8. At the top of the stairway is the observation platform within the head—260 feet above sea level and large enough to accommodate 30 people. Visitors may look through a series of 25 windows which are the jewels of the crown beneath the 7 rays of the diadem. From this level can best be seen the tablet of the law in the left hand of the Goddess of Liberty, bearing the Roman letters of the date July 4, 1776.

From within the crown, or more conveniently from the balcony surrounding the pedestal, a splendid view is afforded of the changing panorama that is New York. On clear days objects within a radius of 15 miles can be seen. To the north is the George Washington Bridge over the Hudson River. The Manhattan sky line, the bridges spanning the East River, Governor's Island, and the main channel through which pass the world's largest ships are in the immediate foreground. To the south, the visitors can see the shore of Raritan Bay, N. J., and Staten Island, guarded by Forts Hamilton and Wadsworth. To the southwest is the great steel arch bridge over Kill van Kull, joining Staten Island to the New Jersey mainland. In this area are acres of tanks and refining equipment which identify the region as one of the largest oil-refining centers in the United States.

Due west of the island are the heavily industrialized areas of New Jersey. The eastern terminals of the Lehigh Valley, Jersey Central, Lackawanna, and Baltimore & Ohio Railroads are located here. Farther west and northwest, the great Pulaski Skyway and the series of bridges over the Passaic and Hackensack Rivers are easily discerned.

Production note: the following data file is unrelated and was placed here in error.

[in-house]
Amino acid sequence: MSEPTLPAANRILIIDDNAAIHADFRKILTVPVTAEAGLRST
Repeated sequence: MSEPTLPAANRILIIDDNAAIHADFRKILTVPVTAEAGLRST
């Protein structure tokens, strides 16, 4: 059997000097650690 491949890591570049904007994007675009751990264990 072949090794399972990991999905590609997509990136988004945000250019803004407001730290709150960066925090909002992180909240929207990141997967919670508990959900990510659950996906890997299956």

To the north also lies Ellis Island. Through this island's gateway, from 1892 to the beginning of World War I, came 10 million immigrants, to whom the Statue of Liberty represented the freedom which they sought in the New World. Today, most immigrants see Ellis Island only as they sail by. Only those who cannot pass the immigration inspection at Quarantine in the Narrows are held at Ellis Island until their cases are disposed of.

This text is taken from a 1954 guide NPS guide book.


Lighthouse Contacts & Address

Statue of Liberty
Liberty Island
New York, NY 10004
Web Page

Statue of Liberty Vital Statistics
Height from to of base to torch 151'1" 46.05m
Ground to tip of torch 305'1" 92.99m
Heel to top of head 111'1" 33.86m
Length of hand 16'5" 5.00m
Index finger 8'0" 2.44m
Head from chin to cranium 17'3" 5.26m
Head thickness from ear to ear 10'0" 3.05m
Distance across the eye 2'6" .76m
Length of nose 4'6" 1.37m
Length of right arm 42'0" 12.80m
Thickness of right arm 12'0" 3.66m
Thickness of waist 35'0" 10.67m
Width of mouth 3'0" .91m
Length of tablet 23'7" 7.19m
Width of tablet 13'7" 4.14m
Thickness of tablet 2'0" .61m
Ground to top of pedestal 154'0" 46.94m

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This presentation on the Lighthouses of the Hudson River has been created in partnership with HV/Net. For more information on everything there is to see and do in this most magnificent of valleys, click on the image at left.